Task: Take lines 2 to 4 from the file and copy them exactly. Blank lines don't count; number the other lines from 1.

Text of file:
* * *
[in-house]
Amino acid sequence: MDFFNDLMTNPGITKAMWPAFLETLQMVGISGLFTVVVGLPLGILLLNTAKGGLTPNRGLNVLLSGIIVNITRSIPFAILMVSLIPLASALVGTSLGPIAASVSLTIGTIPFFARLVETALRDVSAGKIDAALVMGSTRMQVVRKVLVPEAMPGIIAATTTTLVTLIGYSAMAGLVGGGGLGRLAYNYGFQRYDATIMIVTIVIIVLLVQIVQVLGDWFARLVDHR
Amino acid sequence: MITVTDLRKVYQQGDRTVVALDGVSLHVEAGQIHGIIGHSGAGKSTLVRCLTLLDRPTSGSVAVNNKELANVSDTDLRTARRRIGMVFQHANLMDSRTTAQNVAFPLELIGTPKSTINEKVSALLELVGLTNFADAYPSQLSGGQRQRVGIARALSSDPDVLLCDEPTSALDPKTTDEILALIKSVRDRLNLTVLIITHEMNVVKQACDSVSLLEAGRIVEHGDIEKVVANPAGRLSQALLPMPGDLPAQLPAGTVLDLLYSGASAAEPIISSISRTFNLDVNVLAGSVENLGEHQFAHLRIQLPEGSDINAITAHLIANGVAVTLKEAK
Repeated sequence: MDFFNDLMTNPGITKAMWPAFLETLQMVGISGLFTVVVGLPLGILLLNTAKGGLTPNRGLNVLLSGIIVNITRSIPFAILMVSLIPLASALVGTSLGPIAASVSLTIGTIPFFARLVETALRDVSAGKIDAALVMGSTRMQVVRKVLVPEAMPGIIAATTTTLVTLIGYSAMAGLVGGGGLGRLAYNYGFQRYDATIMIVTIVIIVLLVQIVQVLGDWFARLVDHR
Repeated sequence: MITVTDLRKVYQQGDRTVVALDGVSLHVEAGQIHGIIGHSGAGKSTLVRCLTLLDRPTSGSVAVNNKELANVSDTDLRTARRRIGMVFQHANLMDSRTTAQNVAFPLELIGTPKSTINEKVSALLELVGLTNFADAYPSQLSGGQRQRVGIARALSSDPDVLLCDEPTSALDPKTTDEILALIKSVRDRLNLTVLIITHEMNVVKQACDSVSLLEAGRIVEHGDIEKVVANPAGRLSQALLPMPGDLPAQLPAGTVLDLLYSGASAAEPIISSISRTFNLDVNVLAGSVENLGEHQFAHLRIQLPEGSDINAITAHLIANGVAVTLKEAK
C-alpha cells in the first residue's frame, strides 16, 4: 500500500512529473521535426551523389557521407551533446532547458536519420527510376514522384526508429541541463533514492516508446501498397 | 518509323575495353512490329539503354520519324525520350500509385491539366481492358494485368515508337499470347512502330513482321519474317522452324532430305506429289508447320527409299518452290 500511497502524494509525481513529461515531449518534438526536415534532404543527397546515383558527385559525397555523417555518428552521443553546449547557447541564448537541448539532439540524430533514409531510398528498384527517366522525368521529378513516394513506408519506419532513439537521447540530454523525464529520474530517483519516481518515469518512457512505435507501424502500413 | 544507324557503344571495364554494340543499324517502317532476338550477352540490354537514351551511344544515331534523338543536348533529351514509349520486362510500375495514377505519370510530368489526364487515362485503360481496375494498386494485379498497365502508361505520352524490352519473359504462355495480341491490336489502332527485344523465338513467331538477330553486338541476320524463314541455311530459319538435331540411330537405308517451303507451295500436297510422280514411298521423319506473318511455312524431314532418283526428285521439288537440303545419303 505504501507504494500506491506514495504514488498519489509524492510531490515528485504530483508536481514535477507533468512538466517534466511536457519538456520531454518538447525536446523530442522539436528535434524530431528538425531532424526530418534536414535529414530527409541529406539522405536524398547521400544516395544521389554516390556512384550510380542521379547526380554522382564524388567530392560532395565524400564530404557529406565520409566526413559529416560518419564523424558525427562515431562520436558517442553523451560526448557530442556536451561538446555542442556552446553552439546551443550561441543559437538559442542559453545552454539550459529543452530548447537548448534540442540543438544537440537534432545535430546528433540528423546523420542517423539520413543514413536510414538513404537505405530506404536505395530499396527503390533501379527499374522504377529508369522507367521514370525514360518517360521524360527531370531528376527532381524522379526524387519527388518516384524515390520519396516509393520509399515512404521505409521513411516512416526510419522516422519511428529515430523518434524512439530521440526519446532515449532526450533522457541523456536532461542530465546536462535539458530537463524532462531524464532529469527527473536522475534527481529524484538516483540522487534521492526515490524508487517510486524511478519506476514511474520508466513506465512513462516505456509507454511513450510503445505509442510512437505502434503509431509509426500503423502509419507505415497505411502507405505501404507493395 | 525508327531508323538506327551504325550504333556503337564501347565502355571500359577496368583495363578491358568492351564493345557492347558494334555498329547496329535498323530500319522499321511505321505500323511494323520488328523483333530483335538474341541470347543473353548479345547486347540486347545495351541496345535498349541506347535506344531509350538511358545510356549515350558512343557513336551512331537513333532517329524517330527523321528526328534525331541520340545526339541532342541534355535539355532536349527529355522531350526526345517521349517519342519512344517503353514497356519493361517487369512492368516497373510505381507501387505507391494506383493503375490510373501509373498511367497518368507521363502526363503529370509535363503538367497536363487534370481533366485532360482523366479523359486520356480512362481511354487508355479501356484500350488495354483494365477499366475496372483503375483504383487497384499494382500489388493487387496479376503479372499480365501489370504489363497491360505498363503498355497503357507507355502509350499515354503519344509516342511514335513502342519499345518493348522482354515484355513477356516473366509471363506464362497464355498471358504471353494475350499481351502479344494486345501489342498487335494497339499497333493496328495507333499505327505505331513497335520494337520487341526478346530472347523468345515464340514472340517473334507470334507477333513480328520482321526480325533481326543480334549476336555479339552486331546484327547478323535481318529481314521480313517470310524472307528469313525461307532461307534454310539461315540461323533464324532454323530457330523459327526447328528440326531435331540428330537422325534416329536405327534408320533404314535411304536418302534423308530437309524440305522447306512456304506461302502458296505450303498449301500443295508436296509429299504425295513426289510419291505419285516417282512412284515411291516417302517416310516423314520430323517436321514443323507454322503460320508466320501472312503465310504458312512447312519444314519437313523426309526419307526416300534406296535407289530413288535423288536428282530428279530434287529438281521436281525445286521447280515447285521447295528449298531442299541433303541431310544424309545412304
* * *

Amino acid sequence: MDFFNDLMTNPGITKAMWPAFLETLQMVGISGLFTVVVGLPLGILLLNTAKGGLTPNRGLNVLLSGIIVNITRSIPFAILMVSLIPLASALVGTSLGPIAASVSLTIGTIPFFARLVETALRDVSAGKIDAALVMGSTRMQVVRKVLVPEAMPGIIAATTTTLVTLIGYSAMAGLVGGGGLGRLAYNYGFQRYDATIMIVTIVIIVLLVQIVQVLGDWFARLVDHR
Amino acid sequence: MITVTDLRKVYQQGDRTVVALDGVSLHVEAGQIHGIIGHSGAGKSTLVRCLTLLDRPTSGSVAVNNKELANVSDTDLRTARRRIGMVFQHANLMDSRTTAQNVAFPLELIGTPKSTINEKVSALLELVGLTNFADAYPSQLSGGQRQRVGIARALSSDPDVLLCDEPTSALDPKTTDEILALIKSVRDRLNLTVLIITHEMNVVKQACDSVSLLEAGRIVEHGDIEKVVANPAGRLSQALLPMPGDLPAQLPAGTVLDLLYSGASAAEPIISSISRTFNLDVNVLAGSVENLGEHQFAHLRIQLPEGSDINAITAHLIANGVAVTLKEAK
Repeated sequence: MDFFNDLMTNPGITKAMWPAFLETLQMVGISGLFTVVVGLPLGILLLNTAKGGLTPNRGLNVLLSGIIVNITRSIPFAILMVSLIPLASALVGTSLGPIAASVSLTIGTIPFFARLVETALRDVSAGKIDAALVMGSTRMQVVRKVLVPEAMPGIIAATTTTLVTLIGYSAMAGLVGGGGLGRLAYNYGFQRYDATIMIVTIVIIVLLVQIVQVLGDWFARLVDHR